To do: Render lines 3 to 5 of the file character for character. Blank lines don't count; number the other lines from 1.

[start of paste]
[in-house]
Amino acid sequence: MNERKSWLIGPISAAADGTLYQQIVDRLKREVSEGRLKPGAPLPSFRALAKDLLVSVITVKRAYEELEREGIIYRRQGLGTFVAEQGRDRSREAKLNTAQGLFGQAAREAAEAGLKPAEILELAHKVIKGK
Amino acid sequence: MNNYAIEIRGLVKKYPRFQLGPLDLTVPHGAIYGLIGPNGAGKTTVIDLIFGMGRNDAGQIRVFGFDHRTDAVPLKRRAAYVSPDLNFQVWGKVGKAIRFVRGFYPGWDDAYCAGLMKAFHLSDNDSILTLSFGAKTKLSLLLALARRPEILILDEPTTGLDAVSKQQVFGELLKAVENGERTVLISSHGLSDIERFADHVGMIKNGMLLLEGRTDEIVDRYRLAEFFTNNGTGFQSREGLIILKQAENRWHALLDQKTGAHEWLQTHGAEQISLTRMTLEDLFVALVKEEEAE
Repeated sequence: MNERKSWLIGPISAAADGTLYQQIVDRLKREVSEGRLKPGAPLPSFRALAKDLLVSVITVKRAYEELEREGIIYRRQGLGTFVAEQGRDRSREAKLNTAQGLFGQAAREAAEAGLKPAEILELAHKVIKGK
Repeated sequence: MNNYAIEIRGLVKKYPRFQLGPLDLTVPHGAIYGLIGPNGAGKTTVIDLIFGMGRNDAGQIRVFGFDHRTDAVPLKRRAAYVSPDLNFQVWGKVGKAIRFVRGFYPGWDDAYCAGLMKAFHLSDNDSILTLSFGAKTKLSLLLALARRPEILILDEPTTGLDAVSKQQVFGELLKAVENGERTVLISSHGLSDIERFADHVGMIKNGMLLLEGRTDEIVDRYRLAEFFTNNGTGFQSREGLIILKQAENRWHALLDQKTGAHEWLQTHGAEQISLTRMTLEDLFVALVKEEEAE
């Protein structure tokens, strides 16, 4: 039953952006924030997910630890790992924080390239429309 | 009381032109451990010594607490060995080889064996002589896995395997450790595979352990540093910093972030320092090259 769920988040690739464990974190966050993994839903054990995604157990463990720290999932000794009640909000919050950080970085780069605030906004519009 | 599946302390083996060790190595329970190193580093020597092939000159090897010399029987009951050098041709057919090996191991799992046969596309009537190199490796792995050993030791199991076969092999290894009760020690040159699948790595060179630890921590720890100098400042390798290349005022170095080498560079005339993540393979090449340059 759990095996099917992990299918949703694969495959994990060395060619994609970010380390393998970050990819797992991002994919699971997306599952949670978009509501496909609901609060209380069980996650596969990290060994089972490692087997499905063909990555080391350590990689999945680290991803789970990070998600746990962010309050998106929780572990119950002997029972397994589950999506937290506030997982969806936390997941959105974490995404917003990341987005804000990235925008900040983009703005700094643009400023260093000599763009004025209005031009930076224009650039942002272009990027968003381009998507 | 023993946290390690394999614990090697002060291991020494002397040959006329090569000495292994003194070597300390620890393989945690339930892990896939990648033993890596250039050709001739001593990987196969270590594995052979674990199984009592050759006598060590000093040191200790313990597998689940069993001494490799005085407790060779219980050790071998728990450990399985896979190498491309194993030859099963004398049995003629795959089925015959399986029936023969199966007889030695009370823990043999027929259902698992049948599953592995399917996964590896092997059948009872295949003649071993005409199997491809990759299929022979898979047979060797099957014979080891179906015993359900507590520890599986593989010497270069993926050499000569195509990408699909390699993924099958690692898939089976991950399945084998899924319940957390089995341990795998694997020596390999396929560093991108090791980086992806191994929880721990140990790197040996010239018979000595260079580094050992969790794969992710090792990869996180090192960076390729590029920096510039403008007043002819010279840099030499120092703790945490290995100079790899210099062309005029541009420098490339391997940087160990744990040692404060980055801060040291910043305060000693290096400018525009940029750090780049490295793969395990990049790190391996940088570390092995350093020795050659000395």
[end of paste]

Amino acid sequence: MNNYAIEIRGLVKKYPRFQLGPLDLTVPHGAIYGLIGPNGAGKTTVIDLIFGMGRNDAGQIRVFGFDHRTDAVPLKRRAAYVSPDLNFQVWGKVGKAIRFVRGFYPGWDDAYCAGLMKAFHLSDNDSILTLSFGAKTKLSLLLALARRPEILILDEPTTGLDAVSKQQVFGELLKAVENGERTVLISSHGLSDIERFADHVGMIKNGMLLLEGRTDEIVDRYRLAEFFTNNGTGFQSREGLIILKQAENRWHALLDQKTGAHEWLQTHGAEQISLTRMTLEDLFVALVKEEEAE
Repeated sequence: MNERKSWLIGPISAAADGTLYQQIVDRLKREVSEGRLKPGAPLPSFRALAKDLLVSVITVKRAYEELEREGIIYRRQGLGTFVAEQGRDRSREAKLNTAQGLFGQAAREAAEAGLKPAEILELAHKVIKGK
Repeated sequence: MNNYAIEIRGLVKKYPRFQLGPLDLTVPHGAIYGLIGPNGAGKTTVIDLIFGMGRNDAGQIRVFGFDHRTDAVPLKRRAAYVSPDLNFQVWGKVGKAIRFVRGFYPGWDDAYCAGLMKAFHLSDNDSILTLSFGAKTKLSLLLALARRPEILILDEPTTGLDAVSKQQVFGELLKAVENGERTVLISSHGLSDIERFADHVGMIKNGMLLLEGRTDEIVDRYRLAEFFTNNGTGFQSREGLIILKQAENRWHALLDQKTGAHEWLQTHGAEQISLTRMTLEDLFVALVKEEEAE